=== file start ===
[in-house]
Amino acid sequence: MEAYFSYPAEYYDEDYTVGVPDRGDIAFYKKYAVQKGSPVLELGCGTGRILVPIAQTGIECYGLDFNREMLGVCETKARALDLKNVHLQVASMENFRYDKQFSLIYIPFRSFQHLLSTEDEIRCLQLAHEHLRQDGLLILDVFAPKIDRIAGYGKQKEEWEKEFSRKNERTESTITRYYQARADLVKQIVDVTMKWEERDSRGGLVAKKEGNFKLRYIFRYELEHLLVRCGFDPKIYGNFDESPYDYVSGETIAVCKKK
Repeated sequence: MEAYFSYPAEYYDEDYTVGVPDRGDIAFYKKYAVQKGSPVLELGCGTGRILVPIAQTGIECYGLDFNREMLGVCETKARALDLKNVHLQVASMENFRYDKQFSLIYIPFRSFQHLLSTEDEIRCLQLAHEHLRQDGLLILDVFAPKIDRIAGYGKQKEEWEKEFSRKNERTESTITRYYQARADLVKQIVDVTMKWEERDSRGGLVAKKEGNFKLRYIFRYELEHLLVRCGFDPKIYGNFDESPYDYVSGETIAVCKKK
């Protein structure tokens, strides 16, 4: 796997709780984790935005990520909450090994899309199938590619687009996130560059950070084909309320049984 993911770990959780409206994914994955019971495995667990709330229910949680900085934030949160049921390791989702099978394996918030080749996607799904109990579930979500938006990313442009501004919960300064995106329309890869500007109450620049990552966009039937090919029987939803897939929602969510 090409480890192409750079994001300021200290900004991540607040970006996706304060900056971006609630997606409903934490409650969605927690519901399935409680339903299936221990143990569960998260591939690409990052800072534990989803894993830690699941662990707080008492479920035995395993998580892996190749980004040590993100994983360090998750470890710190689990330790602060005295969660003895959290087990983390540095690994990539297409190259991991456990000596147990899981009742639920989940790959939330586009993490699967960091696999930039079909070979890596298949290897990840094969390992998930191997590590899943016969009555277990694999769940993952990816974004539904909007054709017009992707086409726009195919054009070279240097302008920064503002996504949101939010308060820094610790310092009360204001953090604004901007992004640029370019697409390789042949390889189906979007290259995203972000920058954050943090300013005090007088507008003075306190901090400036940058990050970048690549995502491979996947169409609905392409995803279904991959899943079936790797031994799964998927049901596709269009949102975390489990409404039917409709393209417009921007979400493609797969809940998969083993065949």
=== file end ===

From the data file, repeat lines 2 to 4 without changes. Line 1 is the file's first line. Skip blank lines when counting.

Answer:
Amino acid sequence: MEAYFSYPAEYYDEDYTVGVPDRGDIAFYKKYAVQKGSPVLELGCGTGRILVPIAQTGIECYGLDFNREMLGVCETKARALDLKNVHLQVASMENFRYDKQFSLIYIPFRSFQHLLSTEDEIRCLQLAHEHLRQDGLLILDVFAPKIDRIAGYGKQKEEWEKEFSRKNERTESTITRYYQARADLVKQIVDVTMKWEERDSRGGLVAKKEGNFKLRYIFRYELEHLLVRCGFDPKIYGNFDESPYDYVSGETIAVCKKK
Repeated sequence: MEAYFSYPAEYYDEDYTVGVPDRGDIAFYKKYAVQKGSPVLELGCGTGRILVPIAQTGIECYGLDFNREMLGVCETKARALDLKNVHLQVASMENFRYDKQFSLIYIPFRSFQHLLSTEDEIRCLQLAHEHLRQDGLLILDVFAPKIDRIAGYGKQKEEWEKEFSRKNERTESTITRYYQARADLVKQIVDVTMKWEERDSRGGLVAKKEGNFKLRYIFRYELEHLLVRCGFDPKIYGNFDESPYDYVSGETIAVCKKK
């Protein structure tokens, strides 16, 4: 796997709780984790935005990520909450090994899309199938590619687009996130560059950070084909309320049984 993911770990959780409206994914994955019971495995667990709330229910949680900085934030949160049921390791989702099978394996918030080749996607799904109990579930979500938006990313442009501004919960300064995106329309890869500007109450620049990552966009039937090919029987939803897939929602969510 090409480890192409750079994001300021200290900004991540607040970006996706304060900056971006609630997606409903934490409650969605927690519901399935409680339903299936221990143990569960998260591939690409990052800072534990989803894993830690699941662990707080008492479920035995395993998580892996190749980004040590993100994983360090998750470890710190689990330790602060005295969660003895959290087990983390540095690994990539297409190259991991456990000596147990899981009742639920989940790959939330586009993490699967960091696999930039079909070979890596298949290897990840094969390992998930191997590590899943016969009555277990694999769940993952990816974004539904909007054709017009992707086409726009195919054009070279240097302008920064503002996504949101939010308060820094610790310092009360204001953090604004901007992004640029370019697409390789042949390889189906979007290259995203972000920058954050943090300013005090007088507008003075306190901090400036940058990050970048690549995502491979996947169409609905392409995803279904991959899943079936790797031994799964998927049901596709269009949102975390489990409404039917409709393209417009921007979400493609797969809940998969083993065949």